Am I entitled to make a claim?
If you have suffered an injury as a result of a motor vehicle accident in New South Wales on or after 1 December 2017, you are likely entitled to make a claim pursuant to the Motor Accident Injuries Act 2017 (NSW). If your accident happened before 1 December 2017, scroll down to see your options under the Motor Accident Compensation Act 1999 (NSW).
Am I entitled to make a claim if I was at fault in the accident?
Any person who has suffered an injury will be entitled to claim compensation, regardless of whether they were at fault in the accident (although some exceptions do apply).
What compensation am I entitled to claim?
Your entitlement will depend on the circumstances of the accident, the extent of the injury you have suffered, and your personal circumstances.
Most people who suffer injury as a result of a motor vehicle accident are entitled to statutory benefits from the date of the accident, for a period of six months.
Statutory benefits can include:
- Weekly payments (compensation for loss of income); and
- Medical expenses (including treatment, rehabilitation and commercial care expenses).
Statutory benefits may continue after six months if the injured person:
- Was not at fault; and
- Has suffered more than a “minor injury”.
You may be entitled to claim damages (or “lump sum compensation”) if the following applies:
- You were not at fault, and
- You have suffered more than a “minor injury”.
Damages can include:
1. Economic loss (past or future loss of earnings or reduced ability to earn); and/or
2. Non economic loss (compensation for pain and suffering).
Are there time limits?
Yes, some important time limits apply.
- The accident must be reported to Police within 28 days after the accident. You must obtain an accident event number from Police.
- A claim for statutory benefits must be made within 3 months of the date of the accident.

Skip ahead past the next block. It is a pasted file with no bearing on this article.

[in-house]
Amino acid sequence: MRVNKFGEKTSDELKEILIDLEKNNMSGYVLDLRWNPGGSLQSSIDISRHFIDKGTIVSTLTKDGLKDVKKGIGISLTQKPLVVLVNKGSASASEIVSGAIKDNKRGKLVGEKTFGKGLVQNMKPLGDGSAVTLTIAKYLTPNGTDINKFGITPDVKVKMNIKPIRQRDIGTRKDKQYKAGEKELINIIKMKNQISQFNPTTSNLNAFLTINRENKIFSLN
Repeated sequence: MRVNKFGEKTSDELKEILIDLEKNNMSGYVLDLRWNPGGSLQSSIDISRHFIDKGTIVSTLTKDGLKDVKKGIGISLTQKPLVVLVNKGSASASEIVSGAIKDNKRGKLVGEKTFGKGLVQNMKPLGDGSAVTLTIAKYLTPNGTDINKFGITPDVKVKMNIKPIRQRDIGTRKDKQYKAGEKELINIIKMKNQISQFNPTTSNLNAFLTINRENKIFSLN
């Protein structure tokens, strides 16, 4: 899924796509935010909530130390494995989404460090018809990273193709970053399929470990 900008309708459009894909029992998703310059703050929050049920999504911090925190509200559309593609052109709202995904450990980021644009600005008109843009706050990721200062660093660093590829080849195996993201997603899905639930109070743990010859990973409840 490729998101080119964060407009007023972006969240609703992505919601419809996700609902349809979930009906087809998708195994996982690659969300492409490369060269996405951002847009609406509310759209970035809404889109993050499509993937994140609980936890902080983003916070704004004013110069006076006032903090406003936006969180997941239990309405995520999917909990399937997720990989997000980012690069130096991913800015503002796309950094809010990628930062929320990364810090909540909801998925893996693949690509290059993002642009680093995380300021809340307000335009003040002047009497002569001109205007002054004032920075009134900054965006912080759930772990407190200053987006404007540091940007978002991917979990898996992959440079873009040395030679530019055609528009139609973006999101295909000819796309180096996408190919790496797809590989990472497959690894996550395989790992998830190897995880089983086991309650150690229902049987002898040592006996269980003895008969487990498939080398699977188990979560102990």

- To receive weekly payments from the date of the accident, a claim for statutory benefits must be made within 28 days from the date of the accident.
- A claim for damages cannot be made until after 20 months (unless whole person impairment is greater than 10%) and must be made within 3 years after the accident.
How does the claims process work?
The first step in the process is to complete and lodge an Application for Personal Injury Benefits form.
To receive weekly income payments you must lodge a Certificate of Fitness form completed by your General Practitioner.
If you require advice or assistance throughout the process, you can contact the CTP Assist advisory line or if you require advice or representation in relation to a dispute, contact one of our experienced solicitors.
We recommend that you contact one of our experienced solicitors to seek legal advice regarding your entitlement to claim damages and the claims process.
How much will it cost?
If you instruct Marsdens to advise and represent you in relation to a statutory benefits dispute, your legal costs will be paid on your behalf.
If you instruct Marsdens to advise and represent you in relation to a claim for damages, we will act for you on a “no win no fee” basis in relation to our professional fees (for work performed).
Estimates in relation to legal costs and expenses will be provided to you.
How much will I receive?
Your compensation will be determined with respect to your entitlements to Statutory Benefits and/or common law damages.
Your benefits and damages will depend on your personal circumstances and the way in which your injury has affected your life.
What if I am entitled to receive other payments or entitlements?
What if I am entitled to receive workers’ compensation entitlements?
If your accident occurred in the course of your employment, you may be required to make a claim for workers’ compensation entitlements.
You may also be entitled to compensation under the Motor Accidents scheme. We recommend that you seek advice from one of our experienced solicitors to discuss your compensation entitlements.
Will my claim affect my Centrelink benefits?
Injured persons are not entitled to “double dip” by receiving (and keeping) payments for compensation in addition to Centrelink benefits which relate to the same period of time. On receipt of a lump sum payment, Centrelink may seek to recover a portion of your benefits from the lump sum.
Will I be required to go to Court?
You will not be required to go to court in relation to a claim for statutory benefits or any dispute arising in relation to that type of claim. There is a statutory authority Personal Injury Commission (PIC) is responsible for the resolution of disputes relating to those types of claims.